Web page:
Format

Send to

Choose Destination
Epilepsy Behav Case Rep. 2016 Mar 9;6:13-8. doi: 10.1016/j.ebcr.2016.02.002. eCollection 2016.

Electrocorticographic mapping of expressive language function without requiring the patient to speak: A report of three cases.

Author information

1
National Center for Adaptive Neurotechnologies, Wadsworth Center, New York State Department of Health, Albany, NY, USA; Department of Biomedical Sciences, State University of New York at Albany, Albany, NY, USA.
2
Department of Neurosurgery, Albany Medical College, Albany, NY, USA.
3
Department of Neurology, Albany Medical College, Albany, NY, USA.
4
National Center for Adaptive Neurotechnologies, Wadsworth Center, New York State Department of Health, Albany, NY, USA; Department of Biomedical Sciences, State University of New York at Albany, Albany, NY, USA; Department of Neurology, Albany Medical College, Albany, NY, USA.

Abstract

OBJECTIVE:

Patients requiring resective brain surgery often undergo functional brain mapping during perioperative planning to localize expressive language areas. Currently, all established protocols to perform such mapping require substantial time and patient participation during verb generation or similar tasks. These issues can make language mapping impractical in certain clinical circumstances (e.g., during awake craniotomies) or with certain populations (e.g., pediatric patients). Thus, it is important to develop new techniques that reduce mapping time and the requirement for active patient participation. Several neuroscientific studies reported that the mere auditory presentation of speech stimuli can engage not only receptive but also expressive language areas. Here, we tested the hypothesis that submission of electrocorticographic (ECoG) recordings during a short speech listening task to an appropriate analysis procedure can identify eloquent expressive language cortex without requiring the patient to speak.

METHODS:

Three patients undergoing temporary placement of subdural electrode grids passively listened to stories while we recorded their ECoG activity. We identified those sites whose activity in the broadband gamma range (70-170 Hz) changed immediately after presentation of the speech stimuli with respect to a prestimulus baseline.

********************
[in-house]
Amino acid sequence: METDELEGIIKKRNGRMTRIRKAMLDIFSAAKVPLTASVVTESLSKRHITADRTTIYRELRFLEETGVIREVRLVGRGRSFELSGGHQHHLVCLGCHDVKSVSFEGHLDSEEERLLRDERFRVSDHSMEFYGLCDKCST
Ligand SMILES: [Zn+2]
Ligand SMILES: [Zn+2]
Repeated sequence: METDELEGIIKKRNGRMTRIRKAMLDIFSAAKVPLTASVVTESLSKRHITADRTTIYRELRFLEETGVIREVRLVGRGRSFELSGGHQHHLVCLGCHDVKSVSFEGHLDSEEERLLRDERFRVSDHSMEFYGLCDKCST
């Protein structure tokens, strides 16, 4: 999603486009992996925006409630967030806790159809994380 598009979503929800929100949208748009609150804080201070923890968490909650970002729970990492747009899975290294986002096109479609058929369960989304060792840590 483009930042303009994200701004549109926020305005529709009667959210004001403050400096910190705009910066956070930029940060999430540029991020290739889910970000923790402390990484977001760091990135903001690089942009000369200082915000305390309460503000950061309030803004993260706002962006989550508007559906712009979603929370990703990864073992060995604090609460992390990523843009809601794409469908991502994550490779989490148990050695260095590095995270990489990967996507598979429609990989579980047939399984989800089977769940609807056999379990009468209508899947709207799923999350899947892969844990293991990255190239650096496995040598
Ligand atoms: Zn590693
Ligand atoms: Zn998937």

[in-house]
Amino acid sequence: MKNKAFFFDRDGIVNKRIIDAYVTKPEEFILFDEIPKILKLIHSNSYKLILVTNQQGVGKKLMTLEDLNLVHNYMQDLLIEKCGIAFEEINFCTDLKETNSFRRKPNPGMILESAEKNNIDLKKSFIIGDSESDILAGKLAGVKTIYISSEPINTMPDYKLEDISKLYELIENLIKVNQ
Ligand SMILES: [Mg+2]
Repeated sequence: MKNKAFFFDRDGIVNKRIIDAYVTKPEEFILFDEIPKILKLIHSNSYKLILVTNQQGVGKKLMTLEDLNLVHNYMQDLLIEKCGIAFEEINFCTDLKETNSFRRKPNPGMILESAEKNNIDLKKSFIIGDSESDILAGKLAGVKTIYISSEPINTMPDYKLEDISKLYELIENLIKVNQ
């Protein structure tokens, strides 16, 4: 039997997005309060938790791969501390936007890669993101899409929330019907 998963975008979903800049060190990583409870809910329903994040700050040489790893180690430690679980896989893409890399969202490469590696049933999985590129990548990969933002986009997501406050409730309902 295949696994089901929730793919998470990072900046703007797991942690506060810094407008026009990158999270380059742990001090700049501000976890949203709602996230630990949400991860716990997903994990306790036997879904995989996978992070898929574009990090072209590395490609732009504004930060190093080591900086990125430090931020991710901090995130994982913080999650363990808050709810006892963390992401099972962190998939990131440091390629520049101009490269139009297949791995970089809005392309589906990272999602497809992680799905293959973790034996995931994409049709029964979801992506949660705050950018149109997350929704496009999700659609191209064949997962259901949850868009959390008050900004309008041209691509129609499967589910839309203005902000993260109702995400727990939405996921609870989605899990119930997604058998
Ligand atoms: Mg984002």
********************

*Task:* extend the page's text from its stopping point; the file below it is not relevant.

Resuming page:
RESULTS:

Our analyses revealed increased broadband gamma activity at distinct locations in the inferior frontal cortex, superior temporal gyrus, and/or perisylvian areas in all three patients and premotor and/or supplementary motor areas in two patients. The sites in the inferior frontal cortex that we identified with our procedure were either on or immediately adjacent to locations identified using electrical cortical stimulation (ECS) mapping.

CONCLUSIONS:

The results of this study provide encouraging preliminary evidence that it may be possible that a brief and practical protocol can identify expressive language areas without requiring the patient to speak. This protocol could provide the clinician with a map of expressive language cortex within a few minutes. This may be useful as an adjunct to ECS interrogation or as an alternative to mapping using functional magnetic resonance imaging (fMRI). In conclusion, with further development and validation in more subjects, the approach presented here could help in identifying expressive language areas in situations where patients cannot speak in response to task instructions.

KEYWORDS:

ECoG; Expressive language; Functional mapping; Gamma

Supplemental Content

Full text links

Icon for Elsevier Science Icon for PubMed Central
Loading ...
Support Center